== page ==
That's because the previous transitions occurred before Robin's data set starts.

For a while now I've viewed moores law as economically driven. There are generally advantages to having faster computers, but these computers have costs to develop. If there's a technological wall, funding starts going to it even before it's relevant in production chips. If a chipmaker stumbles onto an easy cheap advancement, it still pays to keep just ahead of their competitors, because they'll need money later for the next wall.
Moores law is the result of economic pressure to go a bit faster hitting technological barriers. So it's exponential but choppy.

If an AI achieves dominance, Then it won't have competition forcing it to be more efficient, and it will only spend resources optimizing chips if that fits it's goals. (if there's a payoff in it's own internal economy of resources)

Maybe it will run for a hundred years on the chip designs available at the time of its creation, before it decides it needs to improve them.

Not Likely, but faster chips are not a human female in a torn dress.

How do periods of stagnant growth, such as extinction level events in earth's history, effect the graphs? As the dinosaurs went extinct, did we jump straight to the start of the mammalian s-curve, or was there a prolonged growth plateau that when averaged out in the combined s-curve meta-graph, doesn't show up as being significant?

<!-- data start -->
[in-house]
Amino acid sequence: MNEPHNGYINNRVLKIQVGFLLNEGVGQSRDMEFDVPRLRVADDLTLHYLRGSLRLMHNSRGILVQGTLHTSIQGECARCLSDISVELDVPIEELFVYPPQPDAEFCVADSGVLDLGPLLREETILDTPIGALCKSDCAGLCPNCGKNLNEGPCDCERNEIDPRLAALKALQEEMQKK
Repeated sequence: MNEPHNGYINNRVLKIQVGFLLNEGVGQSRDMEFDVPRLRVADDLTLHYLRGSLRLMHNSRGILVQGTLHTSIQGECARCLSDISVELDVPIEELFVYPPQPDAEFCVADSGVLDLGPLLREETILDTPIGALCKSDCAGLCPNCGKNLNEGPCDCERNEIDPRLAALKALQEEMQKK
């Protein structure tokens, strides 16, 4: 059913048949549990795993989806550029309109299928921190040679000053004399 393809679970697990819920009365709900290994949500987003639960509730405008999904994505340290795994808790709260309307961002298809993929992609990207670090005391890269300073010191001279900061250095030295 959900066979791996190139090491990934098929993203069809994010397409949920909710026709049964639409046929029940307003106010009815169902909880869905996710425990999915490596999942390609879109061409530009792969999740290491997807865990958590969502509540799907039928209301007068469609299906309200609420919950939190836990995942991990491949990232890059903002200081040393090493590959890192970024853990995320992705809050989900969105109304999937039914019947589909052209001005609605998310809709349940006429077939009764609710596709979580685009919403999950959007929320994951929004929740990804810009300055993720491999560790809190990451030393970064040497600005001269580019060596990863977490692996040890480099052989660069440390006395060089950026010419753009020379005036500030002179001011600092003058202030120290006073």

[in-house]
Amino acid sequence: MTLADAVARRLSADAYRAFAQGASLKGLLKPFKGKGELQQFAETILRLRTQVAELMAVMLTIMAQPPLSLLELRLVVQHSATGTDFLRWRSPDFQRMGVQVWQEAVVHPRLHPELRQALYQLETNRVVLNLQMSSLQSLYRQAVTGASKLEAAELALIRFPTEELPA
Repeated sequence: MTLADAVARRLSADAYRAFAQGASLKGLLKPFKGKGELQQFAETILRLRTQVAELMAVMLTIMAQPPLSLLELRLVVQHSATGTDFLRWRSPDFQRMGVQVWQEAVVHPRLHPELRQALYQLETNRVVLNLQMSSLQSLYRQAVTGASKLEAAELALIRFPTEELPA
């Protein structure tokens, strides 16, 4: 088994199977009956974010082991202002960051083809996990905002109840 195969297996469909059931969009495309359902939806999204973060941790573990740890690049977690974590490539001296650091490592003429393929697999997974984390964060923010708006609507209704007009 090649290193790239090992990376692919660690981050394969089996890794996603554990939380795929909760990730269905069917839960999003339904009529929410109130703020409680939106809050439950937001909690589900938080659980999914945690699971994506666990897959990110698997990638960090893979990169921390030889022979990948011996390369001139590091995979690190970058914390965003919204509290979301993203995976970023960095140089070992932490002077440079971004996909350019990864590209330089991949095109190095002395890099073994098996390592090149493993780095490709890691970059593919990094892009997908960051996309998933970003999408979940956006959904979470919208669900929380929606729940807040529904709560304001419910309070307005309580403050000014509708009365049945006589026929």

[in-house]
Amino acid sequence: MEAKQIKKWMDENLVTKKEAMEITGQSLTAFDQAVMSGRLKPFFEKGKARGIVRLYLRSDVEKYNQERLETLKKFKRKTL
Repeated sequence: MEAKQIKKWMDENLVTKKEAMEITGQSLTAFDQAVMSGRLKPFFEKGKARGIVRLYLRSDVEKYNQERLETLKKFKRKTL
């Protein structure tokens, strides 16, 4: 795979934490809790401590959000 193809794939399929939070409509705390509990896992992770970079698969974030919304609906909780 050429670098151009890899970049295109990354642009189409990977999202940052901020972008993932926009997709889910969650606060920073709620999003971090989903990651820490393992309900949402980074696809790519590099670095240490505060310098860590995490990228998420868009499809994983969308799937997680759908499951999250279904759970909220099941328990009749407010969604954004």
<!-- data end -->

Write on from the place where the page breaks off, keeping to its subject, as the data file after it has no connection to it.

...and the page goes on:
A singularity type phase-shift being so steep, even If growth were to grind down in the near future and become stagnant for 100s of years, wouldn't the meta-graph still show an overall fit when averaged out if the singularity occurred after some global catastrophe?

I guess I want to know what effect periods of <= 0 growth have on these meta-graphs.

The Austrians say that economics can only tell us qualitative rather than quantitative things. That's part of why many people don't take them seriously.

It seems reasonable to me to assign a ~1/4-1/2 probability to the previous series not continuing roughly as it has. So it would be only one or two bits of surprise for me.

I suspect it is near time for you to reveal to us your "weak inside view", i.e., the analysis that suggests to you that hand-coded AI is likely to appear in the next few decades, and that is likely to appear in the form of a single machine suddenly able to take over the world.